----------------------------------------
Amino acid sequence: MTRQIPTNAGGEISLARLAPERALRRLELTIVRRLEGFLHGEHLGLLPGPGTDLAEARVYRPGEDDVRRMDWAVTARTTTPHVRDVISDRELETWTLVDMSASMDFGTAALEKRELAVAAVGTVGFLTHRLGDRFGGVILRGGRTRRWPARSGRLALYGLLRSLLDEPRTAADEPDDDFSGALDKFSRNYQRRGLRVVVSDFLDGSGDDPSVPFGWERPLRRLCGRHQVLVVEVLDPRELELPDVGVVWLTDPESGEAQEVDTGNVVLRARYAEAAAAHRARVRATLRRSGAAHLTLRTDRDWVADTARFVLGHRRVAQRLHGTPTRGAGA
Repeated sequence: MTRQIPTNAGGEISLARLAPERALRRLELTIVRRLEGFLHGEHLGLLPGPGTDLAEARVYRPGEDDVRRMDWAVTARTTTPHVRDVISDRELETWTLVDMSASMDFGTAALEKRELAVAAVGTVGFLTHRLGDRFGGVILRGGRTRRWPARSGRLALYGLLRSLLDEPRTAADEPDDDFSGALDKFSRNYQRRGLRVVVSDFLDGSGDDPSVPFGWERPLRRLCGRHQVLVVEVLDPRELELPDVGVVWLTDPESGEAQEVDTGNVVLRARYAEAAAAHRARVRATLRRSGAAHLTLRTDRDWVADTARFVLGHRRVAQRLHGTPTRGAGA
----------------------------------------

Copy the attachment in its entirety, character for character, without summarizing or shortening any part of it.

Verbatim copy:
Amino acid sequence: MTRQIPTNAGGEISLARLAPERALRRLELTIVRRLEGFLHGEHLGLLPGPGTDLAEARVYRPGEDDVRRMDWAVTARTTTPHVRDVISDRELETWTLVDMSASMDFGTAALEKRELAVAAVGTVGFLTHRLGDRFGGVILRGGRTRRWPARSGRLALYGLLRSLLDEPRTAADEPDDDFSGALDKFSRNYQRRGLRVVVSDFLDGSGDDPSVPFGWERPLRRLCGRHQVLVVEVLDPRELELPDVGVVWLTDPESGEAQEVDTGNVVLRARYAEAAAAHRARVRATLRRSGAAHLTLRTDRDWVADTARFVLGHRRVAQRLHGTPTRGAGA
Repeated sequence: MTRQIPTNAGGEISLARLAPERALRRLELTIVRRLEGFLHGEHLGLLPGPGTDLAEARVYRPGEDDVRRMDWAVTARTTTPHVRDVISDRELETWTLVDMSASMDFGTAALEKRELAVAAVGTVGFLTHRLGDRFGGVILRGGRTRRWPARSGRLALYGLLRSLLDEPRTAADEPDDDFSGALDKFSRNYQRRGLRVVVSDFLDGSGDDPSVPFGWERPLRRLCGRHQVLVVEVLDPRELELPDVGVVWLTDPESGEAQEVDTGNVVLRARYAEAAAAHRARVRATLRRSGAAHLTLRTDRDWVADTARFVLGHRRVAQRLHGTPTRGAGA